With the Blue Jays being quiet, fans are already suggesting the season being over. This lack of optimism and confidence has got me thinking about the way the Blue Jays have traded over the years. Once a trade is made fans around the league like to jump to conclusions saying so and so won this trade and so and so lost this trade. Well its not very easy to declare a “winner” as some times it takes a while to see if the trade lived up to the hype. Lets start by looking at the recent blockbuster trade with the Miami Marlins.

Blockbuster trades as mentioned before bring lots of hype and it’s very hard to state which team won the trade. If you had ask most people if they would have made the same deal most people would say yes. I mean it sounded like a win win at the time. In my opinion, it is too early to tell. This is usually the case when prospects are involved because it takes time for them to grow and start performing to their prime abilities in the big leagues. For this trade, the Blue Jays certainly won in the short term. They got game changing pieces that would help the team. Jose Reyes upgraded Yunnel Escobar at the SS position and pitchers Mark Buherle has helped boost the rotation. With the young players going back to a rebuilding team in Miami, it is certainly part of a bigger, long term picture that we wont know for years. Josh Johnson didn’t perform, but we don’t know if the prospects will either. Henderson Alvarez who won many fans during his time in Toronto, has had his ups and downs but is having a career year in Miami including 3 complete game shutouts.

The Blue Jays were in a similar place as the Tampa Bay Rays were this year when they were looking to deal their ace Roy Halladay in 2009. For a player of his caliber they were looking to get the best return possible and that would be prospects that could make a big impact in years to come – maybe not as big as Halladay did for the Blue Jays over the years though. So what did the Blue Jays ended up getting you ask? Well what if I told you that none of the players are on the Blue Jays right now. So the Jays lost this trade right? Well not really. Technically speaking this trade produced current players on the Blue Jays roster. The Jays acquired Kyle Drabek, Travis d’Arnaud and Michael Taylor form the Phillies at the time of the trade. Since then the Blue Jays traded d’Arnaud as a piece to get R.A. Dickey and Michael Taylor was traded for Brett Wallace who turned out to be traded for Anthony Gose. Brett Wallace is a member of the Blue Jays today after all of this. Analyzing this trade is difficult as Roy Halladay’s prime seasons as a Blue Jay were coming to an end anyways. It is hard to say if the Blue Jays could have got more in return in terms of prospects for this trade but regardless the return could have been better. D’Arnaud was arguably the centerpiece of the trade as a top catching prospect and hasn’t lived up to the hype so far as a member of the New York Mets. Power hitting catching prospects are often overrated in the league as there are not many of them in today’s game and many don’t turn out to be the same in the big leagues … just look at J.P. Arencibia who’s struggles could write an article of its own. The Blue Jays believe in Gose’s potential and that will only come with growth and his ability to get on base. If he earns the starting CF role next year it will be good to see what he is capable of doing with his magnificent speed. Kyle Drabek who has battled with injuries doesn’t seem to be able to ever make it back to the big leagues and may never do so again.. at least with the Blue Jays. Roy Halladay ended up signing another contract with the Jays so why do we care right … well it was only one day. His legacy will forever be alive as a Blue Jay and fans can expect his name of the level of excellence in years to come.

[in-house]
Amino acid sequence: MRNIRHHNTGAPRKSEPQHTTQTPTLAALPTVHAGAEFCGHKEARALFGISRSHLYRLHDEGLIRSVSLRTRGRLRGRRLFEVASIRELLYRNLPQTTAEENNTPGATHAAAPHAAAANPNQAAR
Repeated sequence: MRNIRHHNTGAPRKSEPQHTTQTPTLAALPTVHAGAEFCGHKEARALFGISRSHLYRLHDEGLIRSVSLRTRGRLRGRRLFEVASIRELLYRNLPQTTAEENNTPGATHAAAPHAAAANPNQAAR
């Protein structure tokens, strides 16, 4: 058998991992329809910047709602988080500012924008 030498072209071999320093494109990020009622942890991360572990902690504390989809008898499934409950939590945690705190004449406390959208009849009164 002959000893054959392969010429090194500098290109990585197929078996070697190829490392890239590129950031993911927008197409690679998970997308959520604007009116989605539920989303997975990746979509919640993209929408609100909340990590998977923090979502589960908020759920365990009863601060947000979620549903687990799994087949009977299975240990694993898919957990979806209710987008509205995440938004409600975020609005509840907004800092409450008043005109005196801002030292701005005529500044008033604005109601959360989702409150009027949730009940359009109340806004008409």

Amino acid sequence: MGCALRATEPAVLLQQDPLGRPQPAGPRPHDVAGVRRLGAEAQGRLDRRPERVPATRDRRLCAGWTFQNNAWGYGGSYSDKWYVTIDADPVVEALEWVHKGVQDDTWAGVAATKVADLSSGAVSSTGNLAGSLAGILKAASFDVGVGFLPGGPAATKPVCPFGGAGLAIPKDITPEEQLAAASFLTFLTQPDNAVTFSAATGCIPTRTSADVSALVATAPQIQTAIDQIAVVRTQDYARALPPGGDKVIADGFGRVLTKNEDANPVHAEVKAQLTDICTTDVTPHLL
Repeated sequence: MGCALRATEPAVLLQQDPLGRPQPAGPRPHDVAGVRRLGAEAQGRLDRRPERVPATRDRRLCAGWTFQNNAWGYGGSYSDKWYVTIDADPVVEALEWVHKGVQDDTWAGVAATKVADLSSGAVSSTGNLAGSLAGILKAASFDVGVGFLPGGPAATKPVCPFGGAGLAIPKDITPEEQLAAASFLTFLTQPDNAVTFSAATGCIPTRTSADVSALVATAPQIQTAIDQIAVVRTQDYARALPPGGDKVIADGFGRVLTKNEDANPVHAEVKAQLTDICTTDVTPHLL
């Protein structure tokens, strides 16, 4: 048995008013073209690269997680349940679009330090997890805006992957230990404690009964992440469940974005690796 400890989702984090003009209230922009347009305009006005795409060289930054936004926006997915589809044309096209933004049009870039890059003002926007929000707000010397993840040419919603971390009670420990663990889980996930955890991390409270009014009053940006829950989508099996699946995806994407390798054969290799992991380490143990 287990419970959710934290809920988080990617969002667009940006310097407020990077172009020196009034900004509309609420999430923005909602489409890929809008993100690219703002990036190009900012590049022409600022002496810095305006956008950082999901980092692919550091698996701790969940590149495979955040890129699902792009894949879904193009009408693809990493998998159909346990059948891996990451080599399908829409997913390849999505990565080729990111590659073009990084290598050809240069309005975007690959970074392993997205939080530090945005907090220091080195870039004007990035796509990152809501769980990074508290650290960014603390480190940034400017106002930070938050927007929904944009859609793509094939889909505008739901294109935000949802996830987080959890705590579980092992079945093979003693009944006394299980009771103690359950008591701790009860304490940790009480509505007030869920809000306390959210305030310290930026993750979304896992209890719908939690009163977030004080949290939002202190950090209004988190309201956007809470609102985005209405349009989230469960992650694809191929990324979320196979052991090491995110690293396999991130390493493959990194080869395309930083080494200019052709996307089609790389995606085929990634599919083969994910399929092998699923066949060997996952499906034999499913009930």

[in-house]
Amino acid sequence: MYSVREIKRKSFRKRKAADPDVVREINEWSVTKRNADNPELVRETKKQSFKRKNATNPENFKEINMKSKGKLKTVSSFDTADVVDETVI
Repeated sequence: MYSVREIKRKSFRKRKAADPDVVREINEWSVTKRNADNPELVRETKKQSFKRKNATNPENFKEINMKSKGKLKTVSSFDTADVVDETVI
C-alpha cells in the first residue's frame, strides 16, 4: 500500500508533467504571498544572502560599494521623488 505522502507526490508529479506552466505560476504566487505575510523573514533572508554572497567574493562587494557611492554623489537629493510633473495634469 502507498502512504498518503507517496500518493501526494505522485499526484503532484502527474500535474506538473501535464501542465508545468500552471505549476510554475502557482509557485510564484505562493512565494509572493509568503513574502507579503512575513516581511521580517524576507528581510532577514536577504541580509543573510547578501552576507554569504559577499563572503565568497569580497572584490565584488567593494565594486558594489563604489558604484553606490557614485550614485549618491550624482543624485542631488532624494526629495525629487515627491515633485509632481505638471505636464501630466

Canada’s very own and fans favourite Brett Lawrie didn’t get drafted by the Blue Jays believe it or not. He was part of one of the best trades done by Alex Anthopolous though. Just three short weeks before Christmas of 2010 he was traded to Blue Jays from the Milwaukee Brewers for Shaun Marcum. This acquisition came at a surprise for some as Marcum was performing very well at the top of the rotation for the Blue Jays. He was coming of a 13-8 season in which he was at the top of the league for Walks & Hits per 9IP. Brett Lawrie as we know has been nothing but energetic and full of excitement to watch. The third baseman in today’s game feature a deep crop of gold glove caliber defense and this includes Brett Lawrie at the hot corner for the Blue Jays. His hitting hasn’t really come around to the Blue Jays liking but he is still very young. His style of play concerns people though. His recent string of injuries worries people that it could become a common trend if he doesn’t change the way he plays the game. Lawrie has been a fine addition to the club as Marcum was is no longer performing close to his play as a Blue Jay. Lawrie will continue to be fun to watch for years to come and will hopefully be joined by fellow Canadian Dalton Pompey in a few years.